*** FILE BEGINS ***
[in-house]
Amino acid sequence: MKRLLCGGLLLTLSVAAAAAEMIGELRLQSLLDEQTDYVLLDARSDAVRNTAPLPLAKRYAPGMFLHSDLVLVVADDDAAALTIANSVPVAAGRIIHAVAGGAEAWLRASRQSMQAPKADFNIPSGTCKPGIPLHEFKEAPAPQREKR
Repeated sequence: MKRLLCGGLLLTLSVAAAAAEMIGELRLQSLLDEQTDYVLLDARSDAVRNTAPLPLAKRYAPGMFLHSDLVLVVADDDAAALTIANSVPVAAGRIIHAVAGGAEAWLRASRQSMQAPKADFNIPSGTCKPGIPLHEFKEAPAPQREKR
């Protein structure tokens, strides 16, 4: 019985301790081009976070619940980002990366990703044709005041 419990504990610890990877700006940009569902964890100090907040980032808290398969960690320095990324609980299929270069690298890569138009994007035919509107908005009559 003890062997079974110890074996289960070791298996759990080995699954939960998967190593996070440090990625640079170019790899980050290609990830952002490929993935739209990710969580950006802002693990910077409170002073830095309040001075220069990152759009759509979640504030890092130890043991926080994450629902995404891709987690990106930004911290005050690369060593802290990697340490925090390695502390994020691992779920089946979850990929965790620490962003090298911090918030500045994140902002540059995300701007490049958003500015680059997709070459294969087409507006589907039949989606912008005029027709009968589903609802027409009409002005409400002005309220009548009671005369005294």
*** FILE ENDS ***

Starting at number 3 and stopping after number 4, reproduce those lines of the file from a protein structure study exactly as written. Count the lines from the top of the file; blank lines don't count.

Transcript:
Repeated sequence: MKRLLCGGLLLTLSVAAAAAEMIGELRLQSLLDEQTDYVLLDARSDAVRNTAPLPLAKRYAPGMFLHSDLVLVVADDDAAALTIANSVPVAAGRIIHAVAGGAEAWLRASRQSMQAPKADFNIPSGTCKPGIPLHEFKEAPAPQREKR
């Protein structure tokens, strides 16, 4: 019985301790081009976070619940980002990366990703044709005041 419990504990610890990877700006940009569902964890100090907040980032808290398969960690320095990324609980299929270069690298890569138009994007035919509107908005009559 003890062997079974110890074996289960070791298996759990080995699954939960998967190593996070440090990625640079170019790899980050290609990830952002490929993935739209990710969580950006802002693990910077409170002073830095309040001075220069990152759009759509979640504030890092130890043991926080994450629902995404891709987690990106930004911290005050690369060593802290990697340490925090390695502390994020691992779920089946979850990929965790620490962003090298911090918030500045994140902002540059995300701007490049958003500015680059997709070459294969087409507006589907039949989606912008005029027709009968589903609802027409009409002005409400002005309220009548009671005369005294």